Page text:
Too much choice is the Amazon way. While the retail behemoth is known for its 24/7 shopfront and speedy shipping, the core of its success has always been the ridiculous depth of its catalog. Want to choose between hundreds, maybe thousands of novelty BBQ aprons? You got it.
You won’t be satisfied until you’ve sifted through every possible permutation of no-name security camera? Go at it, my friend, Amazon has you covered. Even the AmazonBasics range, its curated selection of just the “essentials,” has swollen to the point where it could fill the shelves of a small store.
Now, it’s Alexa’s turn.
This week, Amazon took what was already a fairly comprehensive Alexa-powered range and hit the expand button. The new Echo Dot and Echo Plus are fairly obvious updates to existing products, but they brought with them a whole array of other hardware. Some sensible, some not so.
The differences, in some cases, are fairly granular. Do you go for an Echo Dot 3rd-gen, for instance, at $49.99, or save $15 and get an Echo Input? Then there are more meaningful questions, like do you really need the Alexa-connected Echo Wall Clock?
It’s hard not to see this scattershot approach as being a direct attack on Google. The search giant has made headlines in recent months with Assistant-powered Smart Displays, not to mention some analysts suggesting the AI has now overtaken Alexa in terms of deployments. Google is expected to only crank up its efforts, with new hardware – including a Smart Display of its own – likely to debut alongside the Pixel 3 at its early October event.
Whatever Google brings there, though, it’s unlikely to match the sheer breadth of products that Amazon announced yesterday. It’s tough to imagine Google making a microwave of its own, or indeed a wall clock. The Assistant may be compatible with a whole array of smart plugs, but Google has never felt the need to put its own name on them.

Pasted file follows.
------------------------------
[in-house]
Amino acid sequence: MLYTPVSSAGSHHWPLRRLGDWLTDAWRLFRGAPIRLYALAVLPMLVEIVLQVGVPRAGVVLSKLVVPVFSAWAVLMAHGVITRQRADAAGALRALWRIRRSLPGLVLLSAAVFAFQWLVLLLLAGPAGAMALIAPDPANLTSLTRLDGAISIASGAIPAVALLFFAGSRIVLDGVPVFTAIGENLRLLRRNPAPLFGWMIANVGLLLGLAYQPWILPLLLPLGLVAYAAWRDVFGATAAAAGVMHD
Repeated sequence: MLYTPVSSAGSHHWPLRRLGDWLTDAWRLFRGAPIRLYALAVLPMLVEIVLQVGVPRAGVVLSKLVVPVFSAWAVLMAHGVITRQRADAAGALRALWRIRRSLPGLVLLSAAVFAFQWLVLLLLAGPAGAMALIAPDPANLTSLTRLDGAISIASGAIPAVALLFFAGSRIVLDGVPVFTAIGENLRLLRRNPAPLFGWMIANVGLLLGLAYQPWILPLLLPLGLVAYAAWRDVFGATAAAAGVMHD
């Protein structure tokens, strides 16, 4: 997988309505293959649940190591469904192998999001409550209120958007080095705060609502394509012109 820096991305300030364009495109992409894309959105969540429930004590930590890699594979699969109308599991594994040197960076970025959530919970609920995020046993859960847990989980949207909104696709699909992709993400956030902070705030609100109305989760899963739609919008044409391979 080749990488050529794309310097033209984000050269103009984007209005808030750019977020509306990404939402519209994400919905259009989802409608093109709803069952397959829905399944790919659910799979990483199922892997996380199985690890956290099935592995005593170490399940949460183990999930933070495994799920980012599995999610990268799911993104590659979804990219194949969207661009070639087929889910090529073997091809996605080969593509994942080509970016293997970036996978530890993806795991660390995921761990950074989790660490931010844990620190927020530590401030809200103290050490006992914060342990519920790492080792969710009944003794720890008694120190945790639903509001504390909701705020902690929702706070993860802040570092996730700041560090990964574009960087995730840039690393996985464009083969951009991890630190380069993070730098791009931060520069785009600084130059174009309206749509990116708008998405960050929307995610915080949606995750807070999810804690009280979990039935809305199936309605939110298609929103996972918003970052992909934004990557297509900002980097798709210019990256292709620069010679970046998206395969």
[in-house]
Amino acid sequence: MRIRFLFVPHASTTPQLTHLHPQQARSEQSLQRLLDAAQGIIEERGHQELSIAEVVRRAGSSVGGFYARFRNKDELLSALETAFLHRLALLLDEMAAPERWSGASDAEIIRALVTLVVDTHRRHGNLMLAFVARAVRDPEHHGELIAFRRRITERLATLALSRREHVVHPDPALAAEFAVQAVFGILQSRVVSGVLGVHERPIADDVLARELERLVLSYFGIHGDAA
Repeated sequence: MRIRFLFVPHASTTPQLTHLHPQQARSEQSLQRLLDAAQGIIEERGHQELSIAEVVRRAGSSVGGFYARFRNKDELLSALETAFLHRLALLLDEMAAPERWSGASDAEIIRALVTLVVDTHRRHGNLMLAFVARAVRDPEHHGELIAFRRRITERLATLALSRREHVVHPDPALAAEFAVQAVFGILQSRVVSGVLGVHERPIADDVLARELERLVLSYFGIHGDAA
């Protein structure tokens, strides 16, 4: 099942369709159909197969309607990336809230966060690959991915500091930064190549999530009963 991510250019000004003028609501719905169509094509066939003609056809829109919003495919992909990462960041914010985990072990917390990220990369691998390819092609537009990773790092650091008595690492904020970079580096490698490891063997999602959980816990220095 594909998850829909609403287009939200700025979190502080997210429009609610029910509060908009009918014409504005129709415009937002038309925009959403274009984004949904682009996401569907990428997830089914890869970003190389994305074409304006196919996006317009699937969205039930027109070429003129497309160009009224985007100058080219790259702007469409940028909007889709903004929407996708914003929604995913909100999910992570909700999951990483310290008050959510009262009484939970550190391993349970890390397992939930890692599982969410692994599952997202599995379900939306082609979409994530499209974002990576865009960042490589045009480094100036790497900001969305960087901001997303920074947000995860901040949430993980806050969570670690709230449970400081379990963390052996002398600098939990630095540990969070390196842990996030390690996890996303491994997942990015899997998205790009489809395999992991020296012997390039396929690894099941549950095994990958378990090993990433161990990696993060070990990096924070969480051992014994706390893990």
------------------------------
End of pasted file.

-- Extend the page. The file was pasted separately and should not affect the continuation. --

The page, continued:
That’s because it has been following a similar strategy to the connected ecosystem as other big names, like Apple. Produce a core portfolio of devices, set out your vision (and, more mundane, the APIs and guidelines required for others to accede to that vision), then allow the third-party ecosystem to flourish around you.
Amazon does that too, of course, and indeed the company was bullish on the exponential growth of Alexa-compatible devices and services from third-party manufacturers and developers. However it’s not afraid to get down into the trenches and do the extra work itself.
If you’re a manufacturer of connected devices, that might be an ominous thought. Certainly, the Alexa Connect Kit that appliances like the AmazonBasics Microwave use is about as easy a way to integrate your product with Amazon’s AI as you could hope for. Then again, if Amazon is making devices on its own, do you really have the stamina to compete head-to-head?
I’m always wary of ascribing human sentiment to business strategy, but there’s certainly a sense that Google and Apple might see this piecemeal strategy as being beneath them. Amazon, in contrast, has no such hangups. It wants Alexa to be as widely adopted as possible, and if that involves trying to explain to skeptical media why ordering your AI to microwave a potato by voice is not only possible, but preferable, then so be it.
Sarcasm and cynicism roll off Amazon’s determined hide like syrup off a Teflon bib. Somebody, among its thousands of engineers and developers, believes integrating Alexa into a battery-powered wall clock is A Good Idea, and so we get a battery-powered wall clock with Alexa support. That microwave might sound faintly ridiculous, but if it pushes the Alexa ecosystem – and gives the Amazon Dash replenishment service a shove, too – then it’s worth doing nonetheless.
Certainly, Amazon is willing to allow other companies to fill the niches in its grand vision of Alexa everywhere. The AmazonBasics Microwave, for example, is less about making a smart appliance and more about pitching the ease and affordability of the Alexa Connect Kit. Where a HomeKit device-maker might feel they have some breathing space to take their time, though, without worrying that Apple itself will storm in and occupy their niche if they don’t deliver quickly enough, I’m not sure Amazon inspires the same confidence.
Being everywhere has served Amazon well over the years in retail. For Alexa, the same strategy may achieve the same. The opposite of a “scorched earth” policy, more akin to a haze of dandelion seeds that take root wherever and whenever they land. Necessity may be the mother of invention, but ubiquity is the key to adoption.